Refugee from Stalin and Hitler
Ross Lavroff was born in Kiev on April 29, 1936. His father disappeared during the Stalinist purges of the 1930s, and German invaders captured his family in 1942. Lavroff's older sister, Vera, was conscripted into Nazi war industries and deported to Polish and German factories, and Lavroff and his mother were deported with her.
Following liberation in Germany, Vera married an American soldier and in 1950 moved to Rochester, New York, with her brother. Lavroff displayed an early talent for languages, graduated high school a year early, and attended the University of Rochester. After gaining U.S. citizenship in 1955, he enlisted in the Army. He became enamored of the Pacific Northwest during a posting at Fort Lewis, near Tacoma, Washington.
Voice of Presidents and Cosmonauts
Lavroff served as a simultaneous interpreter for NBC during Soviet Premier Nikita Khrushchev's visit to the United Nations' New York City headquarters in 1961. Over the next three decades, he was employed by a variety of international groups and agencies, ranging from the U.S. State Department to the Bolshoi Ballet. Among notable moments in his career, Lavroff served as an interpreter to Presidents Ford, Carter, and George H. W. Bush in high level meetings on nuclear disarmament and other topics. He was proudest of his work for NASA as the public simultaneous interpreter for U.S. and Soviet crews during the historic July 17, 1975, docking of Apollo and Soyuz spacecraft.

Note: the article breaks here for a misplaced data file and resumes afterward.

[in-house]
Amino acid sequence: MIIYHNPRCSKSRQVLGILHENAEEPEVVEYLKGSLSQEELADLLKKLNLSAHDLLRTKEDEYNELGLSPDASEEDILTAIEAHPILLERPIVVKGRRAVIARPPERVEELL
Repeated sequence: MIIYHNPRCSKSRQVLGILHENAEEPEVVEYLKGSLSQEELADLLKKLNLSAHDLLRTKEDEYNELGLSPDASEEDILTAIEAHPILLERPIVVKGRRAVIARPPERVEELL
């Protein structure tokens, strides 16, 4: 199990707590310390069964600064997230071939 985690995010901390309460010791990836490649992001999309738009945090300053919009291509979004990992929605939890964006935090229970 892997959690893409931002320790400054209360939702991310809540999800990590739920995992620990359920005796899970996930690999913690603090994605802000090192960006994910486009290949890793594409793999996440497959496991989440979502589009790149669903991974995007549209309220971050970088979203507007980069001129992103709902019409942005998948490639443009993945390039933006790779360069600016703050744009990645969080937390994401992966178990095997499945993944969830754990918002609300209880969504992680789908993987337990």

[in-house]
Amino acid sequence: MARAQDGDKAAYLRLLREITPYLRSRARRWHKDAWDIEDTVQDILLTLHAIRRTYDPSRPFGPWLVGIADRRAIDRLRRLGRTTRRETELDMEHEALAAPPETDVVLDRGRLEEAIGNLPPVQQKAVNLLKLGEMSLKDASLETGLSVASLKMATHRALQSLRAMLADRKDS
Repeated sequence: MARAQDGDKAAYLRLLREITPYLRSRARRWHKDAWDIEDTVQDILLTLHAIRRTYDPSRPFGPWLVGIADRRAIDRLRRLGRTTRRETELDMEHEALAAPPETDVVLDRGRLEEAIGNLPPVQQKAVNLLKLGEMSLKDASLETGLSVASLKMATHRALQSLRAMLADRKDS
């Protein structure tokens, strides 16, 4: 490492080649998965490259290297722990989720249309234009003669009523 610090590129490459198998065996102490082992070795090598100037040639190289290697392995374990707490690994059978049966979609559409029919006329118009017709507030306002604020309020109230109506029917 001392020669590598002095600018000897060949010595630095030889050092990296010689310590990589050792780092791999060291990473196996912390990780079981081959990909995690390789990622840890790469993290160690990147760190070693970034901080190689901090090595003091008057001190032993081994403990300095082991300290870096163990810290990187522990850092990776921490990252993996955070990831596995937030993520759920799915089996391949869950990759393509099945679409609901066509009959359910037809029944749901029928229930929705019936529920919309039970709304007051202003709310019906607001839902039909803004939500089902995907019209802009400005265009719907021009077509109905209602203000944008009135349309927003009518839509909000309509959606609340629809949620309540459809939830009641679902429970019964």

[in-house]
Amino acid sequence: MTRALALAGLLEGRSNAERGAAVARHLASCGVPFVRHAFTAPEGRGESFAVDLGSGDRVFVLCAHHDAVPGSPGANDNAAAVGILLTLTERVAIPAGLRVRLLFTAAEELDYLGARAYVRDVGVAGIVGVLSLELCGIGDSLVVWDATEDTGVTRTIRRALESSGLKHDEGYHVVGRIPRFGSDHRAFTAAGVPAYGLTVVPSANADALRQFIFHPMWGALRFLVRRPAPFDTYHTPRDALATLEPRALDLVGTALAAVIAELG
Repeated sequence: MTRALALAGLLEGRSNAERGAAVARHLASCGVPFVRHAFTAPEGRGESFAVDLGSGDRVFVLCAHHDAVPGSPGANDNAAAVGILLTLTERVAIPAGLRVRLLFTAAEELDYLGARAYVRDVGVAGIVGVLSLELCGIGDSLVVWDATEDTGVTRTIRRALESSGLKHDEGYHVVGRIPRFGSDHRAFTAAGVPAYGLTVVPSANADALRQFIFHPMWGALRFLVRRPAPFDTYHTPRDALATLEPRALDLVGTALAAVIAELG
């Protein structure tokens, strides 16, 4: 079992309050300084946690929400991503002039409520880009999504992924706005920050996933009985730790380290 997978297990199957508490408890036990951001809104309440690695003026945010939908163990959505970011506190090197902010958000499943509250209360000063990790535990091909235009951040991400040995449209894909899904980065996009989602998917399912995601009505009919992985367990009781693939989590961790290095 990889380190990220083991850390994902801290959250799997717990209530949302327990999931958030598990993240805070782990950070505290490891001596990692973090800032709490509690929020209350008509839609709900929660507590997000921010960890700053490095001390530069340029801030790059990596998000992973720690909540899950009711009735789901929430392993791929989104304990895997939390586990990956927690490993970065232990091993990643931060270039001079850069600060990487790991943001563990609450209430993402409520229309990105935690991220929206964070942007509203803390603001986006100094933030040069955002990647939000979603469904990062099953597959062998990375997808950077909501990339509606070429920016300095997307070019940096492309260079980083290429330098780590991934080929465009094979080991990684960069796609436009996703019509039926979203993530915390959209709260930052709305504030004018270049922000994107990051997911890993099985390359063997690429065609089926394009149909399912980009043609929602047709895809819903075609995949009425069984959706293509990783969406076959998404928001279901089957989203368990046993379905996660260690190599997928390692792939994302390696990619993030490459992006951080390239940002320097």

In his private life, Lavroff was a dedicated denizen of Seattle's Lake Union houseboat community, a friend of artists and poets around the world, and a regular of the Blue Moon Tavern, where he delighted in hosting high-level Soviet officials and their nervous KGB escorts. During a 1987 session in the Kremlin, Soviet President Mikhail Gorbachev once teased Lavroff, "So you're from Seattle. How's the Blue Moon?"
Stranded by History?
In 1990, Lavroff befriended a crew of Russian sailors stranded in Seattle by the collapse of the Soviet Union. The sailors had been retracing explorer Vitus Bering's route in three replicas of his ships. Lavroff found sponsors and lodging for them, and orchestrated an elaborate ceremony on Lake Union in which they struck the Hammer & Sickle ensign and ran up the Imperial Russian flag in its place, which earned national publicity.
Lavroff also served as a technical adviser to Alan Furst on his first novels, offering details on Eastern European history and security agencies. (Furst, best-selling author of spy thrillers set in Eastern Europe, lived on Bainbridge Island, near Seattle, in the 1980s.)
Lavroff underwent heart surgery in 1987 and was in semi-retirement at the time of his death. The fall of the Soviet Union was bitter-sweet for Lavroff. Although continuing to be active in mutual U.S.-Russian weapons-destruction talks, he found himself increasingly displaced by free-lance Russian interpreters, whom he liked even less than their Communist predecessors. He remained busy with highly technical translation work for U.S. and Russian groups and businesses up to his death on March 30, 2001.